No matter what your employment status, there’s no denying that getting a mortgage for some has been tougher since the credit crunch, and since the wholesale withdrawal of self-certification mortgages, the self-employed have had extra hoops to jump through.
When people think about how to get the best mortgage deal, they tend to consider three elements: their financial circumstances (income, savings and credit rating); getting advice from the right mortgage broker; and getting a deal from the right lender. However, there’s a fourth element that can make a huge difference for self-employed people looking to boost their chances of getting the best mortgage deal: enlisting the help of an accountant.
As a freelancer or self employed mortgage applicant, the chances are for many lenders you’re going to be asked to provide accounts prepared by a certified or chartered accountant, to prove your income and enable the lender to make a decision. How those accounts are presented can have a major impact on how much you might be able to borrow.
Your business set-up
Lenders may consider slightly different factors depending upon exactly how your business is set up.
If you’re a sole trader, all profit is treated as income; HMRC can provide a form SA302 showing income received and tax due for any given tax year. If you’re in partnership, the lender will want to see each partner’s share of the profits, so you need to make sure your accounts will allow the lender to easily see your own personal annual income. If you operate your business as a limited company, then your business and personal affairs are kept separate; you probably pay yourself a basic salary plus dividends, and you need to make sure both are taken into consideration by lenders.
Your accountant will be able to offer advice as to whether your current business set-up is best for you, particularly with regard to tax efficiency. For example, if you currently operate as a sole trader, you might benefit from establishing a limited company, especially with forthcoming reductions in corporation tax rates. If you do decide to make the change, they will also be able to help you set up the new company.
How much can you borrow?
The amount a lender is willing to offer is generally based on a borrower’s credit score and verifiable income. As a self-employed person your income may fluctuate, and might also come from a variety of sources.
If you’ve had a good year and the business is growing, you might find a lender takes an average of the previous two or three years’ income, which will be lower than the current figure and so will effectively reduce your borrowing capability. If your most recent figures show a worse year than the previous two or three, the lender may only take the current year’s figures into account – which can have the same effect on the amount you can borrow. In essence, the problem you face is establishing a figure against which your borrowings can be calculated, and that’s where your accountant comes in.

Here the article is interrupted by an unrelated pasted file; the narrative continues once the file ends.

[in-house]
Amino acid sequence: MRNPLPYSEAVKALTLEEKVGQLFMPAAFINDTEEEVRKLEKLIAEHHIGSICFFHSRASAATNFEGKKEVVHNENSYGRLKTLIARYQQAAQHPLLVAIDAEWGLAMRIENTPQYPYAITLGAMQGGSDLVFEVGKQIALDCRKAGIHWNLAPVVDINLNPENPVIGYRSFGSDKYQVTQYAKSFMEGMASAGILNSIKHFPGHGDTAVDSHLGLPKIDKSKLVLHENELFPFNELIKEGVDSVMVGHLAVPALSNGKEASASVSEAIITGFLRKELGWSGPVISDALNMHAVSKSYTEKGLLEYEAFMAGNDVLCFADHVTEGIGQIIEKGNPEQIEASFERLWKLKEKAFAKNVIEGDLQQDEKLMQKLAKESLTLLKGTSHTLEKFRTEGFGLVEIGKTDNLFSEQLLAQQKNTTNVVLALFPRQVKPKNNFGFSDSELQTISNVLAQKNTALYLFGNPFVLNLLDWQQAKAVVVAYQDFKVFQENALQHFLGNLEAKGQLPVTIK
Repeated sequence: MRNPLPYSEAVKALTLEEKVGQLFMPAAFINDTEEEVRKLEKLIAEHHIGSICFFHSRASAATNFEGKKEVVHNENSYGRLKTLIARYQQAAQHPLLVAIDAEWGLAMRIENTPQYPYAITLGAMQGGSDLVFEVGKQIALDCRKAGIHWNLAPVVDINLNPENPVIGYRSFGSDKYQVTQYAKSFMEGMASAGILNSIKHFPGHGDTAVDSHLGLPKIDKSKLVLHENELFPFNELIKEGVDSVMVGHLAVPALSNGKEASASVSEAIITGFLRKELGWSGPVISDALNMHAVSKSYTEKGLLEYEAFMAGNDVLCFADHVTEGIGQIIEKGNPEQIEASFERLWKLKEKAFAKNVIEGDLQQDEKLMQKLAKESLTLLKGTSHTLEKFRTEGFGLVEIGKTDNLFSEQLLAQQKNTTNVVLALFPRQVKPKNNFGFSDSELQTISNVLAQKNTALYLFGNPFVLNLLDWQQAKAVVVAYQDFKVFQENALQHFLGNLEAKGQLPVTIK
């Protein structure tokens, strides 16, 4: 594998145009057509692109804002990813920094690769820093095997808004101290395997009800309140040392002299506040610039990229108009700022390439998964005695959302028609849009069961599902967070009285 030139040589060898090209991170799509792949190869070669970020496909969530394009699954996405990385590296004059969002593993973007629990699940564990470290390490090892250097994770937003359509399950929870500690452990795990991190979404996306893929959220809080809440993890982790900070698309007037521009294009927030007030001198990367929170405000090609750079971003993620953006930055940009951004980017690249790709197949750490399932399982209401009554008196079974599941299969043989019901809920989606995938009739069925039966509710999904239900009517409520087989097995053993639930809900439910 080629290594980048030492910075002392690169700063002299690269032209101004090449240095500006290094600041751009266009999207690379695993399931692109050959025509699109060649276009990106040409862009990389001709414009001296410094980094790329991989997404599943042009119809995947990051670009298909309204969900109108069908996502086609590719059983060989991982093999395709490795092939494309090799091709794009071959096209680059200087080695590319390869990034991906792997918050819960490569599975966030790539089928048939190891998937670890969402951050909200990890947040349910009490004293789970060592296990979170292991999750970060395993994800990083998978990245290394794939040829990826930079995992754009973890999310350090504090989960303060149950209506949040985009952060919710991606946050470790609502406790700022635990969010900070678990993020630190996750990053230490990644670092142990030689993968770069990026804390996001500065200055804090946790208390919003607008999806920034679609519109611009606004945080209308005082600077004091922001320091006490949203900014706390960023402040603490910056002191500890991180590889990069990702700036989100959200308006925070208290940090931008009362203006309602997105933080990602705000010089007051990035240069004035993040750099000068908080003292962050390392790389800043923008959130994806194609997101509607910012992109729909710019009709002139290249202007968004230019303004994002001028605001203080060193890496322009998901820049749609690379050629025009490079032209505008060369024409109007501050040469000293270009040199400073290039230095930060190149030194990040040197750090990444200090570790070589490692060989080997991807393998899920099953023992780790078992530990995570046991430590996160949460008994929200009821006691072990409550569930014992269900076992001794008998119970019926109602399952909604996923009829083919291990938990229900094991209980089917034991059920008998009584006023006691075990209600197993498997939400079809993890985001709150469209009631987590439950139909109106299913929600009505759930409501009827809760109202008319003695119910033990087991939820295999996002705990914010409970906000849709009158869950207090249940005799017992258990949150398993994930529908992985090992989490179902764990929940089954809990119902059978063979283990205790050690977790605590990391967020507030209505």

Positioning your business
Most accountants help clients position things so that the business – and/or the individual – minimises their tax outgoings. However, by keeping more cash in the business (rather than drawing it as salary and dividends) you could end up making yourself look less well off than might actually be the case, which could mean that even though you know you can afford to repay the loan you are seeking, your personal income figures do not support your assertion.
You must be sure to explain to your accountant that you’re looking for a mortgage deal, and tell them how much you hope to borrow. Together with your mortgage broker they will be able to advise as to whether it would be to your advantage to take more profit out as a dividend so your personal income is boosted; you might have to pay more income tax in the short term in order to get a better mortgage deal. Be aware that some lenders do take retained profits into account when looking at affordability – your mortgage broker is likely to be able to advise you on this – and your accountant will be able to structure things accordingly.
Keep your business and personal spending separate. If you are in the habit of putting business expenses on your personal credit card and paying the bill via the business account once a month, you might want to reconsider. To a lender looking at your bank statements, that will look like personal spending and may have a detrimental effect on your borrowing ability. Again, an accountant will be able to help you see where potential pitfalls lie and, if you don’t have separate bank accounts for business and personal spending, can help get them set up. Remember that a check will be run on your business address, too, so make sure all your payments are up to date.
It can seem like a chore to have to show two or three years’ worth of accounts, but if you have them – and especially if they show an upward trend – then the more the better. While there are various things to take into account when you are looking for a mortgage, getting your finances in order first – with the help of an accountant and a mortgage broker– can make a huge difference to your borrowing capacity.